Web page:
A great way to stay up to date is to find Websites you like that provide the information that most pertains to you, and use their RSS feeds to keep tabs on new updates. Begin by subscribing to WPDFD's RSS feed - - then you can use your favorite reader to see exactly when a new article is published.

Other popular sites to keep tabs on include A List Apart, Jeffrey Zeldman Presents, Simplebits, SEOmoz, and The Web Standards Project.

It's also a good idea to register for a few good Web design forums. You can ask questions and get feedback from other designers and often you'll find answers and have some of the most interesting conversations amongst your fellow developers. Try out the WPDFD Web Design Forums or give the DesignersTalk Forums a shot.

So There You Have It!

  1. Name CSS Classes Intelligently

Give CSS classes a name that corresponds to what element it controls, rather than what the style actually does. Then in the future if you change the color or size then you’ll still know what element of the page the class controls. For example when using CSS to control a certain box:

.green-box { background-color: green;

             padding-right: 40px; }

It would be better to call the class something like “top-box” especially as you might want to change the color of the box at a later stage:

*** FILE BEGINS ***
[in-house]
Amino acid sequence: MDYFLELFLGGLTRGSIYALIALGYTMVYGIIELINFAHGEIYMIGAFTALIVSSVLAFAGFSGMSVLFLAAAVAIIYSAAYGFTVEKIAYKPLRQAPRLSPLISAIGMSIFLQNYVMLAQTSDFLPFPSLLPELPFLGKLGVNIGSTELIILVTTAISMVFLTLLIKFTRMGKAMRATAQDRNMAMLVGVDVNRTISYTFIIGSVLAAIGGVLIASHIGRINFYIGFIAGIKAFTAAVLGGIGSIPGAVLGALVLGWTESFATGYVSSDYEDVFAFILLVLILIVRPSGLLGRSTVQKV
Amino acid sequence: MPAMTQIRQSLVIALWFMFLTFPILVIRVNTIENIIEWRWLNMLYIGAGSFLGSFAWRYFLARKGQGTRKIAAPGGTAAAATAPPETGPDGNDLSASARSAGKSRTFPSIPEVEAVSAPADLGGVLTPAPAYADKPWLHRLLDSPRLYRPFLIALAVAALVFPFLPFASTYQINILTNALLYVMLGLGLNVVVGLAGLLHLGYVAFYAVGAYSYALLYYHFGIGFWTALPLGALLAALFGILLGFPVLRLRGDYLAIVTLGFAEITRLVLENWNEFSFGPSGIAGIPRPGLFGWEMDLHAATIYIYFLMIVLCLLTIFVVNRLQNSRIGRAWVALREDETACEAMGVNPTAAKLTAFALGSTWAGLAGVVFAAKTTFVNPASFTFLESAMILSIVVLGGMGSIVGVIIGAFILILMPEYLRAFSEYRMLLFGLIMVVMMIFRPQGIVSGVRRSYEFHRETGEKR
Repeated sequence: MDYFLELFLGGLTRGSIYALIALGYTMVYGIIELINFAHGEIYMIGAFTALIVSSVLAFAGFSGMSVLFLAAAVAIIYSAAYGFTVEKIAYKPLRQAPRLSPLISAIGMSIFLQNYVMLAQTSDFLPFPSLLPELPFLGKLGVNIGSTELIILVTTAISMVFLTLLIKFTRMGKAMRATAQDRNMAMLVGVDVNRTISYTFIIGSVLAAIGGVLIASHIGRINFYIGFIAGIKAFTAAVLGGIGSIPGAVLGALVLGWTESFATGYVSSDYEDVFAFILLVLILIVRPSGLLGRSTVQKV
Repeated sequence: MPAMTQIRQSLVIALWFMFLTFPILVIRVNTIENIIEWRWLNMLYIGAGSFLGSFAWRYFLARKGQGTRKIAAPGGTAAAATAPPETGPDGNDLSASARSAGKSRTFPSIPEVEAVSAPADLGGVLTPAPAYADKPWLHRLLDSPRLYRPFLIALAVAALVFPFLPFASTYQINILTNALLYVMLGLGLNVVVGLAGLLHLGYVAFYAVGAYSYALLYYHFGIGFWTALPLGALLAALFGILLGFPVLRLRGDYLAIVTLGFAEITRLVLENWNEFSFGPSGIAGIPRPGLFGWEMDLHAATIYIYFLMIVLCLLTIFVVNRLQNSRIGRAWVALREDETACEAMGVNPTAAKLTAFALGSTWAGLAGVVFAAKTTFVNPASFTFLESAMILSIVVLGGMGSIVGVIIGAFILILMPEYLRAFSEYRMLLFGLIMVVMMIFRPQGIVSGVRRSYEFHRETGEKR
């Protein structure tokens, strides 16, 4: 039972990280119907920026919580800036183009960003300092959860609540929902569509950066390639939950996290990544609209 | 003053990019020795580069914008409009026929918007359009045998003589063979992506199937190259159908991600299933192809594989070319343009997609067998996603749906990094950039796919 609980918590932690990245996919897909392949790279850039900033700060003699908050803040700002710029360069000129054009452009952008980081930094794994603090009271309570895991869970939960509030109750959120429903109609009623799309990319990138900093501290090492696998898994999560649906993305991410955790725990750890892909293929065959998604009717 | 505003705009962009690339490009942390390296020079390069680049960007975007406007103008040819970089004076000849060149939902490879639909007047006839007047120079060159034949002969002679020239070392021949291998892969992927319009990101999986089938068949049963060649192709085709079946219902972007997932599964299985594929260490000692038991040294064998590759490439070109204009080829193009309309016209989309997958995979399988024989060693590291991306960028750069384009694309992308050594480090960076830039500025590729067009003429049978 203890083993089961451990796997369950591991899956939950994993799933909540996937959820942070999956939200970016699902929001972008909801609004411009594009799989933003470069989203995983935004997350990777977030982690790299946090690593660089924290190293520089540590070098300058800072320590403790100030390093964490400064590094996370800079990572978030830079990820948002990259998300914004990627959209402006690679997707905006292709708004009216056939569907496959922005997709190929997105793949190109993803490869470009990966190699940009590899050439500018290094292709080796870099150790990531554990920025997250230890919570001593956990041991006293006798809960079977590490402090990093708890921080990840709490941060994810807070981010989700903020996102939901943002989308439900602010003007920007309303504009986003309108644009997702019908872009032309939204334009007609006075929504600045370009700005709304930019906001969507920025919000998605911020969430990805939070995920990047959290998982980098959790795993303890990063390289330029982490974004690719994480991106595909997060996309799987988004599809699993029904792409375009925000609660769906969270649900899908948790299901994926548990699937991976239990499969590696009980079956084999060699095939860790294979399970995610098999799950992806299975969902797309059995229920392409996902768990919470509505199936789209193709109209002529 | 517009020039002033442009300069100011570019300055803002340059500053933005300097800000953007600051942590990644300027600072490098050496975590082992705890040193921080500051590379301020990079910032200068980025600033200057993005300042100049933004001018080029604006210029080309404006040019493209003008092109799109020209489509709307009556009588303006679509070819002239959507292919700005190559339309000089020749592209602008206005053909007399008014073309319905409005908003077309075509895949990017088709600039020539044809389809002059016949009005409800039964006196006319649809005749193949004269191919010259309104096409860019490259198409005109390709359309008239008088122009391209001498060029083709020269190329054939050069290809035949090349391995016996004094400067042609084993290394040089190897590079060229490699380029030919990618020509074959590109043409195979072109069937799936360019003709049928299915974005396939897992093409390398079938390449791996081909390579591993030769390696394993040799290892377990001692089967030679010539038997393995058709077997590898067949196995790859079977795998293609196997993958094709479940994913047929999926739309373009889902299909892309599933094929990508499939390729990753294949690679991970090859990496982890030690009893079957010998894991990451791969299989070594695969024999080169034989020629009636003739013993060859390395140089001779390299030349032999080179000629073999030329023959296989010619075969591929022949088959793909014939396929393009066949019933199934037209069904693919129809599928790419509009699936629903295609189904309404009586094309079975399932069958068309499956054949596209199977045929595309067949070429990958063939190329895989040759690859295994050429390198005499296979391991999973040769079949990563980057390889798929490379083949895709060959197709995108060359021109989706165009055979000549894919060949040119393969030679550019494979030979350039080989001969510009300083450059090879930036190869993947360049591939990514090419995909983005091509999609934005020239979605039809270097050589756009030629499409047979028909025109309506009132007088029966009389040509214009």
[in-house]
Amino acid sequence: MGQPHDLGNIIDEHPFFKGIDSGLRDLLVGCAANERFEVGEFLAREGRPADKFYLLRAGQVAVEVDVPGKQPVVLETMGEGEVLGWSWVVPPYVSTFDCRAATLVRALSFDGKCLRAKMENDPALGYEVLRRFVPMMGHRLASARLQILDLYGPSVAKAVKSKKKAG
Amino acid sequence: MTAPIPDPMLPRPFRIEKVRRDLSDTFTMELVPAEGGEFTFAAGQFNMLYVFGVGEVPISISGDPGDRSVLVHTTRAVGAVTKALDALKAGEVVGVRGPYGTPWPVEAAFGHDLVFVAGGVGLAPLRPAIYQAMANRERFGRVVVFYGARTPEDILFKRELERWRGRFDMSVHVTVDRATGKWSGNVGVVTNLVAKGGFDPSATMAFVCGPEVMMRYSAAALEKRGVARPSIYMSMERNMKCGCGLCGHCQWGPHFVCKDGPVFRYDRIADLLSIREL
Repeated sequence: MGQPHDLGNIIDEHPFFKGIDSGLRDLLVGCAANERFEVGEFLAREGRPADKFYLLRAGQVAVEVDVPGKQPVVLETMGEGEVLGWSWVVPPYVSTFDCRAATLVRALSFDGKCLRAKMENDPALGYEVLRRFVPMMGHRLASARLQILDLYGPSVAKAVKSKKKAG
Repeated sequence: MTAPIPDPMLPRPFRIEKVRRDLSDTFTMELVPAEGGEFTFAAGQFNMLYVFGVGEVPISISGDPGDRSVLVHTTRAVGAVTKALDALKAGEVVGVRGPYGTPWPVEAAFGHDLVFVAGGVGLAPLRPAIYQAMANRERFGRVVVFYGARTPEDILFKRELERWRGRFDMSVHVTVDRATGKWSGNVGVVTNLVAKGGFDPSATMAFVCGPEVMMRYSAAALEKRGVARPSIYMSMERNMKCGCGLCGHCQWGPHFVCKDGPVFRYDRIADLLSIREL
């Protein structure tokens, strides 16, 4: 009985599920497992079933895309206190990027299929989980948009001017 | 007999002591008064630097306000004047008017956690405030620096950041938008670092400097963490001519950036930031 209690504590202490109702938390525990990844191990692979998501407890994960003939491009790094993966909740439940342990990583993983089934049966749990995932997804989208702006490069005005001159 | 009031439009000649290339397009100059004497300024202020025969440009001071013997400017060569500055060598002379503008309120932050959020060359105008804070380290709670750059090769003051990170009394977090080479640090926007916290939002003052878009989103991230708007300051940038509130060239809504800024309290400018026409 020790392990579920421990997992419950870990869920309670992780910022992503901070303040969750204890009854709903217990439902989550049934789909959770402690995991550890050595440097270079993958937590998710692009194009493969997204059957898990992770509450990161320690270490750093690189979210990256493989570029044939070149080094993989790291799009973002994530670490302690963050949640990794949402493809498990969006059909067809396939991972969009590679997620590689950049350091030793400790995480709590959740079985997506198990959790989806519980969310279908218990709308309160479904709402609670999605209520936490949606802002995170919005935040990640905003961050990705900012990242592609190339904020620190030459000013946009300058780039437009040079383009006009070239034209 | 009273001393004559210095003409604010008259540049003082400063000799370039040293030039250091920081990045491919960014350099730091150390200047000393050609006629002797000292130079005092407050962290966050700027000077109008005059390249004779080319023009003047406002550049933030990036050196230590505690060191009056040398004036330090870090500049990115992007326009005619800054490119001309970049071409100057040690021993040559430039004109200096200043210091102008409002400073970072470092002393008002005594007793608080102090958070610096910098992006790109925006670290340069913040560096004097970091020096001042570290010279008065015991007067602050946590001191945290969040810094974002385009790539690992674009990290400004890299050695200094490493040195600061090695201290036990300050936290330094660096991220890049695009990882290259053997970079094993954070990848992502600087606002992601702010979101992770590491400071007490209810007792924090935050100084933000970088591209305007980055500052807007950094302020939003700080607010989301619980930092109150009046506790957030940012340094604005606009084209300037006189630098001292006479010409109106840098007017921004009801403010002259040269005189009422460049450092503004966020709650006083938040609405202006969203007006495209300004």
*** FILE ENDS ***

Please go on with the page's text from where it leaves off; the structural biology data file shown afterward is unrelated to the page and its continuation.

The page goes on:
.top-box { background-color: green;

           padding-right: 40px; }

  1. Use Shorthand Coding Techniques

If your still writing out each and every CSS declaration separately, then your probably wasting a ton of time. Not only is shorthand easier to write and edit, but it helps your pages load faster and more efficiently.

Font, Margin, Border, Padding, and many other properties can all be shortened.

Instead of writing:

p { padding-top: 20px;

    padding-right: 40px;

    padding-bottom:  30px;

    padding-left: 10px; }

You can write:

p { padding: 20px 40px 30px 10px; }

For Padding, Margin, and Border; the order of values refer to the following:

1 value = p { margin: 20px; } = All four sides

2 values = p { margin: 20px 40px; } = Top/Bottom Left/Right